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Re: Too much togetherness
Old 12-06-2006, 10:21 AM   #12
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Re: Too much togetherness

Based on casual but extensive observation, I'd say many marriages are to some extent a variation on this theme. Maybe the stereotypical "soul-mates" relationship is actually only a small minority. However, who am I to say what's "normal"... :P
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Re: Too much togetherness
Old 12-06-2006, 10:58 AM   #13
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Re: Too much togetherness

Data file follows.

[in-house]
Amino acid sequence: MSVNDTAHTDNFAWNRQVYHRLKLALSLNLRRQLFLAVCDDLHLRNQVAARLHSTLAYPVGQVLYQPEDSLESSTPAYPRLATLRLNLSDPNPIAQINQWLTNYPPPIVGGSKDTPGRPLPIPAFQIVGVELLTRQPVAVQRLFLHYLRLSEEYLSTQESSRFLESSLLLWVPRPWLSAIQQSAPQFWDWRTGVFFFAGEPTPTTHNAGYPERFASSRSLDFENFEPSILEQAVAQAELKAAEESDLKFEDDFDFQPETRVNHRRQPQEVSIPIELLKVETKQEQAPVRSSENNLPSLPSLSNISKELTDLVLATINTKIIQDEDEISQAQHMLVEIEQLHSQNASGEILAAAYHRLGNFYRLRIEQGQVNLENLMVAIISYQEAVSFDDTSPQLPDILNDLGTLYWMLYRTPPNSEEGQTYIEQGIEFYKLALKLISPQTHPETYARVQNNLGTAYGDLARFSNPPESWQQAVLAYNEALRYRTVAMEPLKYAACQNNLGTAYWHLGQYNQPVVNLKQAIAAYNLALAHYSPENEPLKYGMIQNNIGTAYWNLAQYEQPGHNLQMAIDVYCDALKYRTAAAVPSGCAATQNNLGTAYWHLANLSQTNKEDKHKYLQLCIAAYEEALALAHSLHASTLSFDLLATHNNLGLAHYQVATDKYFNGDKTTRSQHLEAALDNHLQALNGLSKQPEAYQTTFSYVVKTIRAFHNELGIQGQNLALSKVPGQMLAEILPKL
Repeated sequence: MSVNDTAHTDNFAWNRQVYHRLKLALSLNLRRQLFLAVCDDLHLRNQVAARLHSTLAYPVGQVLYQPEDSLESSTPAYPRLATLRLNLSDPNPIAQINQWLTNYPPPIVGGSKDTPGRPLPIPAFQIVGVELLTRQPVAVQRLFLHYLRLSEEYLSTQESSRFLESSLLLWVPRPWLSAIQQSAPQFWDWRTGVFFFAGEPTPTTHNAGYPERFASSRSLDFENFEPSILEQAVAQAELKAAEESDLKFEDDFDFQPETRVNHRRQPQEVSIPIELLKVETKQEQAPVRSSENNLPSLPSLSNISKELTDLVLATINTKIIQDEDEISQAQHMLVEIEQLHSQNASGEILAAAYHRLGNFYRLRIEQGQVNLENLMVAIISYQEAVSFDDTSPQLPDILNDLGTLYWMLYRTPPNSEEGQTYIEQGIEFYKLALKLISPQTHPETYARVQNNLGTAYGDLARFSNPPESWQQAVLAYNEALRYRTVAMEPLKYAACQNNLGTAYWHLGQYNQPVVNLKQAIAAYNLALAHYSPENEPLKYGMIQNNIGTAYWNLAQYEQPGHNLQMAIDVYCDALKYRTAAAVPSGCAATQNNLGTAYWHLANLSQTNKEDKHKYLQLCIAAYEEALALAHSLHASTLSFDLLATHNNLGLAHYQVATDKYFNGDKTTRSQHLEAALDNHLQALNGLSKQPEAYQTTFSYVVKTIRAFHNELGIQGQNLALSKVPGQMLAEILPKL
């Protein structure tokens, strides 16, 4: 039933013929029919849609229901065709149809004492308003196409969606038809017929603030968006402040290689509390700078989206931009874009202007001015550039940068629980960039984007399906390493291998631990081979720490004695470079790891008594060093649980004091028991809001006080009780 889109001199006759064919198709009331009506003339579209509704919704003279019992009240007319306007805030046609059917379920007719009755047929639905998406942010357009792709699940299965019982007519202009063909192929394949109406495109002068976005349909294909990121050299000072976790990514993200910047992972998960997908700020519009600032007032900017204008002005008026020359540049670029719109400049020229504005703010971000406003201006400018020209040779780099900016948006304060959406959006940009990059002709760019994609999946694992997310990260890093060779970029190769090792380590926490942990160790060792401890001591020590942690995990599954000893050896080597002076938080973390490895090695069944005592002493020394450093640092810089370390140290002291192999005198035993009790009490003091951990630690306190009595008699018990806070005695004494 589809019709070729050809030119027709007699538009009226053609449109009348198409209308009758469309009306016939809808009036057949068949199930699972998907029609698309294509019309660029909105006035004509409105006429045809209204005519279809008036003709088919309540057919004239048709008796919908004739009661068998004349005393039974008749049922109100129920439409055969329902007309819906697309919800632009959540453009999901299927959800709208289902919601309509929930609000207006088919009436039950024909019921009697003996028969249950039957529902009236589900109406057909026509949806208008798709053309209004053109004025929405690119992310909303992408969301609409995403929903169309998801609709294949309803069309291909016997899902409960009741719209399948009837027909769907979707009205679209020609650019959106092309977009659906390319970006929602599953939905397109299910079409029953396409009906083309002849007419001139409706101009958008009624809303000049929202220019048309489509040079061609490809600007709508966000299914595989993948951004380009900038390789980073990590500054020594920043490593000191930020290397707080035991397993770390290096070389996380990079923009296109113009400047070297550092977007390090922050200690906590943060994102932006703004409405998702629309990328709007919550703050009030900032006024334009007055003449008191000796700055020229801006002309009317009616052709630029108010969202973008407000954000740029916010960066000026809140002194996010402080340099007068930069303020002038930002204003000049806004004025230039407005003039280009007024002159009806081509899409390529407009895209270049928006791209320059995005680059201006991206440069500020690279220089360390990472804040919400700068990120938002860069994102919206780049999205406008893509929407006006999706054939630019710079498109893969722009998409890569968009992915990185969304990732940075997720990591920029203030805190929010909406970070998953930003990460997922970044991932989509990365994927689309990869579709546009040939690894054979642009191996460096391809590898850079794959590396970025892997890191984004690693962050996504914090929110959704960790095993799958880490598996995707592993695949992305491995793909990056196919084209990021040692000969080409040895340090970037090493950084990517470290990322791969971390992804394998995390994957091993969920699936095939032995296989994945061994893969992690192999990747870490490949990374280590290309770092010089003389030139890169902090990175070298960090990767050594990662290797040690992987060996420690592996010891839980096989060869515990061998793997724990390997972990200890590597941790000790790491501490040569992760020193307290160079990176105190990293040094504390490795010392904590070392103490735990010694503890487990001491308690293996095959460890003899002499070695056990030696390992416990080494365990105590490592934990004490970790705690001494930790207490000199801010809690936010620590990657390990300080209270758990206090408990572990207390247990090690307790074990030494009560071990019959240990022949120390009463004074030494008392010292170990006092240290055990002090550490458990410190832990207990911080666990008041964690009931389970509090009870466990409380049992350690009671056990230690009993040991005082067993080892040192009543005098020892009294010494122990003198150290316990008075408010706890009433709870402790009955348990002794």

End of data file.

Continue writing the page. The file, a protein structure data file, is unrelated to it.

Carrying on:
Quote:
Originally Posted by Martha
I remember my maternal grandparents--they had separate rooms in their home
Not to make light of the current subject, this statement struck a note.

My DW/me have separate "sleeping quarters", but due to her snoring "problem" (I never snore - at least I never hear myself )

CutThroat - a good subject for a separate thread?

- Ron
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Re: Too much togetherness
Old 12-06-2006, 10:59 AM   #14
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Re: Too much togetherness

Quote:
Originally Posted by mathjak107
you have to keep working at this. and remember

IF AT FIRST YOU DONT SUCEED , TRY TRY A GUN
http://www.msnbc.msn.com/id/16065183/
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Re: Too much togetherness
Old 12-06-2006, 02:06 PM   #15
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Re: Too much togetherness